New Eagles coach Doug Pederson could end up being the next Andy Reid in Philly. Or the next Jim Tomsula.
Not that the Eagles have ever had a Tomsula. But the move feels more like a Chip Kelly palate cleanser than an all-in move toward a Super Bowl run.
The Eagles already know Pederson; he played for the Eagles in 1999 and coached there from 2009 through 2012. Owner Jeffrey Lurie surely likes him. More importantly, executive V.P. of football operations Howie Roseman, who had been neutered by Kelly, surely believes that Pederson will stay in his lane and not try to make a power grab.
Just like Tomsula a year ago in San Fran. He had worked for the 49ers for eight years, and they knew he’d be the anti-Harbaugh. Tomsula was, in the right way and the wrong way.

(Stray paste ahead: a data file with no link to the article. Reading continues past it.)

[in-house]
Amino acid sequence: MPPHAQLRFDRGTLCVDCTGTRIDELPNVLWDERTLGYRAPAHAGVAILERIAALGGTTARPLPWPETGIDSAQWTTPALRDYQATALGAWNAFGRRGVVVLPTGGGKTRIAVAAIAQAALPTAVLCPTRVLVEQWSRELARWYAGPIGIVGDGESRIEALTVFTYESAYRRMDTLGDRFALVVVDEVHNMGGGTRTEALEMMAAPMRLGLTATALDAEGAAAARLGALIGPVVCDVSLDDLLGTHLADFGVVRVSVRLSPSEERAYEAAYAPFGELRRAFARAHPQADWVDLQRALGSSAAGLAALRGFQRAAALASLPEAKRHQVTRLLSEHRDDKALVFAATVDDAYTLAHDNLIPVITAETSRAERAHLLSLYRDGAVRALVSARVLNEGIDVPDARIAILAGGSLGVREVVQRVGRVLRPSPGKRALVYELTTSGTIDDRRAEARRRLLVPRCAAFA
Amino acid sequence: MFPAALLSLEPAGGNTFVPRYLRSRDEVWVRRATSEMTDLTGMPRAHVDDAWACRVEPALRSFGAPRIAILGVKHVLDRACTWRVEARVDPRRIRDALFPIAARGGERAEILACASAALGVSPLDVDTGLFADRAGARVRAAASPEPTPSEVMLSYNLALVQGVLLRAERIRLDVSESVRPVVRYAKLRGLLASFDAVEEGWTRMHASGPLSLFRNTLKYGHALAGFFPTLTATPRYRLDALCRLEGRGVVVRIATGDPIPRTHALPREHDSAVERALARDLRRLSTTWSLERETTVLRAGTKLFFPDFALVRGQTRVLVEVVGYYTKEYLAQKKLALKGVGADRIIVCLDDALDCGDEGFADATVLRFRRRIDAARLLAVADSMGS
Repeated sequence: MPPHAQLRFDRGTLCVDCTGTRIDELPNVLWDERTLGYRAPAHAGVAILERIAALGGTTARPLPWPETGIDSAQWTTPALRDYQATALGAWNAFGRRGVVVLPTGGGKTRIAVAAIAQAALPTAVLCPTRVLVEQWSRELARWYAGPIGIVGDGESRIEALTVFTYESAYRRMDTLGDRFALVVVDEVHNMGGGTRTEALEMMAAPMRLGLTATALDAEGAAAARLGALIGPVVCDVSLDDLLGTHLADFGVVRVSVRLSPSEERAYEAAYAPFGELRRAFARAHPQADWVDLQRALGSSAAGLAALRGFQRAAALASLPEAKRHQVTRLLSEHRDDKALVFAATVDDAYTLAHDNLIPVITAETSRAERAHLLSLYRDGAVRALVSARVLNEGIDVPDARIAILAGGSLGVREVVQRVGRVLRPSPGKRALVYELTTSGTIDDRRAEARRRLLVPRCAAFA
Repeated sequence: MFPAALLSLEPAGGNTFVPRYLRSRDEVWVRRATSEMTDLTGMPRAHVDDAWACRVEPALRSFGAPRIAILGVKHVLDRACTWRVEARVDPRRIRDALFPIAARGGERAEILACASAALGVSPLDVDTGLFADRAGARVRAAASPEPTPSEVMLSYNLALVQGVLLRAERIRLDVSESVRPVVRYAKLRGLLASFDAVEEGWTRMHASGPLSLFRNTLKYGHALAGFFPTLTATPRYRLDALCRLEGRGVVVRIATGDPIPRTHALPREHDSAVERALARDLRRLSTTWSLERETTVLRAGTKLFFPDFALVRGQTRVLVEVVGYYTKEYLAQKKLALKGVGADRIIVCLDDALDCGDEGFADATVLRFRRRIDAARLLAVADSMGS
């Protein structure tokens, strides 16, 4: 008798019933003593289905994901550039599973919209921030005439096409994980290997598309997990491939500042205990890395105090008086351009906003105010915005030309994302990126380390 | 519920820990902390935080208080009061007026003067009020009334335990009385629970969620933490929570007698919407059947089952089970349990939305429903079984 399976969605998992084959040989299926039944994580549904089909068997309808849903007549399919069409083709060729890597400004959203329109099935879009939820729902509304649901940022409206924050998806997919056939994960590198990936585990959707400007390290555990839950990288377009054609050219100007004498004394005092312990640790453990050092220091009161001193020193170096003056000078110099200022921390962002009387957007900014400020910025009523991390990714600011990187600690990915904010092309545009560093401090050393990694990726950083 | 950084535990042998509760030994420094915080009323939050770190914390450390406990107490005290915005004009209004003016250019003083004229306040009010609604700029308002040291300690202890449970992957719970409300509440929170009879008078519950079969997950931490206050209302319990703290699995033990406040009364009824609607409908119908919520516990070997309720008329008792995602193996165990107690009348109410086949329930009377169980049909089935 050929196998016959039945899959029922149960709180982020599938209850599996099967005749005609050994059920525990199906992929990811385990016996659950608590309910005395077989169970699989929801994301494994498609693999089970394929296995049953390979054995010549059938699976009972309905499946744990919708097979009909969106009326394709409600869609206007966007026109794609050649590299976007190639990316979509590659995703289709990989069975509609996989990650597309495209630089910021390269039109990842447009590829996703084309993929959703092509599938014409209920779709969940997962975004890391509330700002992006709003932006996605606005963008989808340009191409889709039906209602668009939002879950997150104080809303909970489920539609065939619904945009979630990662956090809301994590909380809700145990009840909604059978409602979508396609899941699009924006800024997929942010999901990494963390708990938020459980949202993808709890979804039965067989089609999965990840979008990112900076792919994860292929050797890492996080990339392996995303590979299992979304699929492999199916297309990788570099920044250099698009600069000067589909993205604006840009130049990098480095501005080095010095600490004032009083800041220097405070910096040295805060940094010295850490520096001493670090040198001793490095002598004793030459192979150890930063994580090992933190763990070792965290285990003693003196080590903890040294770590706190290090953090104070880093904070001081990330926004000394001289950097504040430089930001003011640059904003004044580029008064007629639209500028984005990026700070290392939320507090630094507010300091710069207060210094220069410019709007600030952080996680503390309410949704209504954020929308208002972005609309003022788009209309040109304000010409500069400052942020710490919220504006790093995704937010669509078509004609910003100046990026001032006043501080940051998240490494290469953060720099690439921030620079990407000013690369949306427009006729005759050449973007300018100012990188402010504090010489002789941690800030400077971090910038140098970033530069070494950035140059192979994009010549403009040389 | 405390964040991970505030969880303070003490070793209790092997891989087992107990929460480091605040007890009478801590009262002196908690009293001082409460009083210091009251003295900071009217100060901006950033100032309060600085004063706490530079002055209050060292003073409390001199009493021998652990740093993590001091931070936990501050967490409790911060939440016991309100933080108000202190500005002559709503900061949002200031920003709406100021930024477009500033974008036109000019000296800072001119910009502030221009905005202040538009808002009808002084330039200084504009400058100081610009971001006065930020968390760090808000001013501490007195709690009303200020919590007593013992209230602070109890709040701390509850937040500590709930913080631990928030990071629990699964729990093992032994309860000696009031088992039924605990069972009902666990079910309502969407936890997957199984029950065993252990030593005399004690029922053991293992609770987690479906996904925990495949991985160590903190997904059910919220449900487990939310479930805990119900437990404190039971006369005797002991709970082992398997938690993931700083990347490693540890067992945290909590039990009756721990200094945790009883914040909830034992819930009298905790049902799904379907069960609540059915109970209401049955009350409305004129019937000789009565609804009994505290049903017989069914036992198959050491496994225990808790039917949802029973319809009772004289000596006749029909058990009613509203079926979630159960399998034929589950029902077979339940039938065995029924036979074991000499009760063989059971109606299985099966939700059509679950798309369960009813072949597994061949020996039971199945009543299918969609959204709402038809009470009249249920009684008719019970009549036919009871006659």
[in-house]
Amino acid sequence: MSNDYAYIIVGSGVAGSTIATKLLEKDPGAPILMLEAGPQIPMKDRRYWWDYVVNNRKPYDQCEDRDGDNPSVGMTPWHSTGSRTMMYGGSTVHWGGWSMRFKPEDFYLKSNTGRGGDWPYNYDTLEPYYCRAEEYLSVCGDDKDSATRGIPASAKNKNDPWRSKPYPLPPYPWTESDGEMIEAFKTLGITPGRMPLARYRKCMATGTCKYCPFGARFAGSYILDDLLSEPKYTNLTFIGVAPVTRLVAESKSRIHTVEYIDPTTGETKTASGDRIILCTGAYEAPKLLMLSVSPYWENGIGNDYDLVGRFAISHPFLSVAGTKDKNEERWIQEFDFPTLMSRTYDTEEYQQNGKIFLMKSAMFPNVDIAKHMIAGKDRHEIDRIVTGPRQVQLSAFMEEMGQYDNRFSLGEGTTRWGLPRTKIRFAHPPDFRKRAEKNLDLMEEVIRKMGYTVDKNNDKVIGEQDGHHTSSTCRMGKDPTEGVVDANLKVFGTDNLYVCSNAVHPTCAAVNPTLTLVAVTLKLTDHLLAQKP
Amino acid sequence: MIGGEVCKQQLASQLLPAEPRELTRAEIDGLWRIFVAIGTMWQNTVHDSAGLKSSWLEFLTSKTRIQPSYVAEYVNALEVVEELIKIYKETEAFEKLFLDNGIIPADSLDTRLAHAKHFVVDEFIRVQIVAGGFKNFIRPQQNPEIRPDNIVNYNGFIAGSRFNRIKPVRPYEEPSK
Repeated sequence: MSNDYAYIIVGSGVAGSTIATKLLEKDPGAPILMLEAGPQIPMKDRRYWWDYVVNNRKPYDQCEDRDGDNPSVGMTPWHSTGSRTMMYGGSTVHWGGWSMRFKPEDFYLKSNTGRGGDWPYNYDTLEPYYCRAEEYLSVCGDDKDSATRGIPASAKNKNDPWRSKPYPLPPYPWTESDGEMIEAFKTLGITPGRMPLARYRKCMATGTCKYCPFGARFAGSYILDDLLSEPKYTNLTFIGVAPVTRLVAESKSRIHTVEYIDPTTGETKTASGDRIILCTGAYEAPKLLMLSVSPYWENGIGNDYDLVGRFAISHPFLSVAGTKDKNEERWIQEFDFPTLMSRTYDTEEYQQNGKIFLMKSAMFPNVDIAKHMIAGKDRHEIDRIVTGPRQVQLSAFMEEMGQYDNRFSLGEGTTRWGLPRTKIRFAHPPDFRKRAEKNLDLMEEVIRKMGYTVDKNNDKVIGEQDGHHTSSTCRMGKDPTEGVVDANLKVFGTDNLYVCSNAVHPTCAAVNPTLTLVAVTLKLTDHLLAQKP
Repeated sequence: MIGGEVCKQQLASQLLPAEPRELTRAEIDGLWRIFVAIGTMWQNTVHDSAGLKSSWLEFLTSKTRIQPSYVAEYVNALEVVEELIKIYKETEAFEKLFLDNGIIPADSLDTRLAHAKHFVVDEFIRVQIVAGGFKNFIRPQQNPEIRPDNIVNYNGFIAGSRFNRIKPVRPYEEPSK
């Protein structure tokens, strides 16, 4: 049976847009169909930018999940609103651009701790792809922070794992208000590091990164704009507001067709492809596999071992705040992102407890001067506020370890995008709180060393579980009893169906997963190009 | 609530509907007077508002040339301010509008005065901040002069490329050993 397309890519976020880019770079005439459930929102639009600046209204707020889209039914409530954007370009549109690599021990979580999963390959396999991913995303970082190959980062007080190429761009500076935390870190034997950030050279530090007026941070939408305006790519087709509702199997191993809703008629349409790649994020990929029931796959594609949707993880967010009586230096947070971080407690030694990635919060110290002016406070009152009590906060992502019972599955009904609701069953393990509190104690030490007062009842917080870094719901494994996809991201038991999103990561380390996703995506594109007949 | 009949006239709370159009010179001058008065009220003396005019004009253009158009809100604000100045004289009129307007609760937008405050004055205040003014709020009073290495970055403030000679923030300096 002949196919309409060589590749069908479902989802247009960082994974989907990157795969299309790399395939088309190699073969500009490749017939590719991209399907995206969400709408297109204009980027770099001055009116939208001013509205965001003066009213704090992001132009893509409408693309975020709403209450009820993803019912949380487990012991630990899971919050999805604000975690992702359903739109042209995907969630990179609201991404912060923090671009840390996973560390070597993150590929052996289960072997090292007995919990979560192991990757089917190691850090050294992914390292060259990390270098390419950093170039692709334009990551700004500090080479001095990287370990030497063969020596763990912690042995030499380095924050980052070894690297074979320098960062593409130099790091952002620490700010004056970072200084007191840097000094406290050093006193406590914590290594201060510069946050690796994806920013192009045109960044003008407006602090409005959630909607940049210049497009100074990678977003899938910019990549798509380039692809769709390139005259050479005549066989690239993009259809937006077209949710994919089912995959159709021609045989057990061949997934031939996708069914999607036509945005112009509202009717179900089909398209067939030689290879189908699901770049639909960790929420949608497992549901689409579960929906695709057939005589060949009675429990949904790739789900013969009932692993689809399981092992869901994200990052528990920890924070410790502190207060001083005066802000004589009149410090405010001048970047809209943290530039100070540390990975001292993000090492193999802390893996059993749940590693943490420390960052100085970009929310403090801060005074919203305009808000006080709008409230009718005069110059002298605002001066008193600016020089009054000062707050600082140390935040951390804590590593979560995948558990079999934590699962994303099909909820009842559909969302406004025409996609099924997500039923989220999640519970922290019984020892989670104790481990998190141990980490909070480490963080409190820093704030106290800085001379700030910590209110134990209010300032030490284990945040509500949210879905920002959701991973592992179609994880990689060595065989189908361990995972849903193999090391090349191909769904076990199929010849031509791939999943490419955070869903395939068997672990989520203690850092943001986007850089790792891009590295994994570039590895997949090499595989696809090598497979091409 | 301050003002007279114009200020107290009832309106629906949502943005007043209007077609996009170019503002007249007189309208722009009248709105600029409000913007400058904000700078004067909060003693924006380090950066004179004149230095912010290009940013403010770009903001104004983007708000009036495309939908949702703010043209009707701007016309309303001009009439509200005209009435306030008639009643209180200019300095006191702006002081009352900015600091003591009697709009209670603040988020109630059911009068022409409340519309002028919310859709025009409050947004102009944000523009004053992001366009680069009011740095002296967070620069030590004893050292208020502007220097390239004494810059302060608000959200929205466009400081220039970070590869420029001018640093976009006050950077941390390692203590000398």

Pederson’s experience as a coach is limited. A quality-control assistant from 2009 through 2010, he worked as quarterbacks coach in 2011 and 2012 before joining Andy Reid as offensive coordinator in Kansas City as of 2013. That’s three years as a coordinator, two more as a position coach, and two as, essentially, a coaching intern.
Another potential complication comes from the fact that Pederson served as a coordinator on the side of the ball at which his boss was an expert. In those cases, it’s hard to know how much credit goes to the coordinator and how much goes to the head coach. Without Reid, can Pederson run an offense?
All things considered, it’s a risky move for the Eagles, and unless they find a quarterback who can perform at a moderately high level, it could be a short-term arrangement — especially if the losses pile up and the fans and media begin to start asking the kind of questions that are more likely to remain under wraps when the new coach is 0-0 and everyone continues to bask in the glow of the prior coach being gone.